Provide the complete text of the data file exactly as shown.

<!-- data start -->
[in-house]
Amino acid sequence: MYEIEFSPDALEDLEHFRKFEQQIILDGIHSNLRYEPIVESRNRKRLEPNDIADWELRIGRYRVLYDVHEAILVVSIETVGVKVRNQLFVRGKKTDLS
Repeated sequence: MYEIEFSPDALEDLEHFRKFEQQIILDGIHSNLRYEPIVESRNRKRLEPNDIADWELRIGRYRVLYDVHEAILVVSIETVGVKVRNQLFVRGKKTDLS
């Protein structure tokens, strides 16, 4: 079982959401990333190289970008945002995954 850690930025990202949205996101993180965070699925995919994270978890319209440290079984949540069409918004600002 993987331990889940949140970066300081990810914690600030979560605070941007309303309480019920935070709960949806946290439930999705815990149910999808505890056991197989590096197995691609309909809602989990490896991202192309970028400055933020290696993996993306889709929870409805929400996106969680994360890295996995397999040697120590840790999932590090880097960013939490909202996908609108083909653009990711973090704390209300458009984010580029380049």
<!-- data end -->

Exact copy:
[in-house]
Amino acid sequence: MYEIEFSPDALEDLEHFRKFEQQIILDGIHSNLRYEPIVESRNRKRLEPNDIADWELRIGRYRVLYDVHEAILVVSIETVGVKVRNQLFVRGKKTDLS
Repeated sequence: MYEIEFSPDALEDLEHFRKFEQQIILDGIHSNLRYEPIVESRNRKRLEPNDIADWELRIGRYRVLYDVHEAILVVSIETVGVKVRNQLFVRGKKTDLS
């Protein structure tokens, strides 16, 4: 079982959401990333190289970008945002995954 850690930025990202949205996101993180965070699925995919994270978890319209440290079984949540069409918004600002 993987331990889940949140970066300081990810914690600030979560605070941007309303309480019920935070709960949806946290439930999705815990149910999808505890056991197989590096197995691609309909809602989990490896991202192309970028400055933020290696993996993306889709929870409805929400996106969680994360890295996995397999040697120590840790999932590090880097960013939490909202996908609108083909653009990711973090704390209300458009984010580029380049």